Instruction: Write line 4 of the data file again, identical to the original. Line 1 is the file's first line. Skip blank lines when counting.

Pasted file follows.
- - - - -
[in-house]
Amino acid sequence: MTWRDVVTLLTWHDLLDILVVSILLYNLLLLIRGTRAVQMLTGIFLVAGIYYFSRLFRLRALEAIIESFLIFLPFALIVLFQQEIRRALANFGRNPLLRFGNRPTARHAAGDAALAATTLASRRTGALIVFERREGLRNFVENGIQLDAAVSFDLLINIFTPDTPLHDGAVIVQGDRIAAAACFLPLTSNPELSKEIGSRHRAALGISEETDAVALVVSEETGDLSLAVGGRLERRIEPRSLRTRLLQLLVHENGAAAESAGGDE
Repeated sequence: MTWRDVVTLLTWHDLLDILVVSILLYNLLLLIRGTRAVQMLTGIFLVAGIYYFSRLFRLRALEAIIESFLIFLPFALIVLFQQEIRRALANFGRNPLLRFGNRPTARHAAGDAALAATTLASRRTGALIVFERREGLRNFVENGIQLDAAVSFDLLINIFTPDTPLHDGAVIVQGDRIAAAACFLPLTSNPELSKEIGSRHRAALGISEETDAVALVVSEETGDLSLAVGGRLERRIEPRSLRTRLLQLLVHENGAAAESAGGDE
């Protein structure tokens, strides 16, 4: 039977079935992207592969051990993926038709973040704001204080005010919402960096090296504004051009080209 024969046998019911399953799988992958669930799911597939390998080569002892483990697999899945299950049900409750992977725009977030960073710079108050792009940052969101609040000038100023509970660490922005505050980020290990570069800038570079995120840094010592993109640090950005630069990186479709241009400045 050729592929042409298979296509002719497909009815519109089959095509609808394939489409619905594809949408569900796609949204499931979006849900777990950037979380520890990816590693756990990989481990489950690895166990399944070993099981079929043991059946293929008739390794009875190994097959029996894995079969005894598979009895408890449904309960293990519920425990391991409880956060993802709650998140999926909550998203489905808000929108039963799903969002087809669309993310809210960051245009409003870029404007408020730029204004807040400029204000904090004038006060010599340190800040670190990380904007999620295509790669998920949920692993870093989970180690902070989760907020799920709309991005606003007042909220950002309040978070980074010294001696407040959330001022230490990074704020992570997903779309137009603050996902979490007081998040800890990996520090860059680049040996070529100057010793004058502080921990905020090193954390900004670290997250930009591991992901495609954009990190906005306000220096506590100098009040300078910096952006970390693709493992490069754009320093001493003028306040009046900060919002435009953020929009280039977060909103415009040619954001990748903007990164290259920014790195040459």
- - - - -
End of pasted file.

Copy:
């Protein structure tokens, strides 16, 4: 039977079935992207592969051990993926038709973040704001204080005010919402960096090296504004051009080209 024969046998019911399953799988992958669930799911597939390998080569002892483990697999899945299950049900409750992977725009977030960073710079108050792009940052969101609040000038100023509970660490922005505050980020290990570069800038570079995120840094010592993109640090950005630069990186479709241009400045 050729592929042409298979296509002719497909009815519109089959095509609808394939489409619905594809949408569900796609949204499931979006849900777990950037979380520890990816590693756990990989481990489950690895166990399944070993099981079929043991059946293929008739390794009875190994097959029996894995079969005894598979009895408890449904309960293990519920425990391991409880956060993802709650998140999926909550998203489905808000929108039963799903969002087809669309993310809210960051245009409003870029404007408020730029204004807040400029204000904090004038006060010599340190800040670190990380904007999620295509790669998920949920692993870093989970180690902070989760907020799920709309991005606003007042909220950002309040978070980074010294001696407040959330001022230490990074704020992570997903779309137009603050996902979490007081998040800890990996520090860059680049040996070529100057010793004058502080921990905020090193954390900004670290997250930009591991992901495609954009990190906005306000220096506590100098009040300078910096952006970390693709493992490069754009320093001493003028306040009046900060919002435009953020929009280039977060909103415009040619954001990748903007990164290259920014790195040459």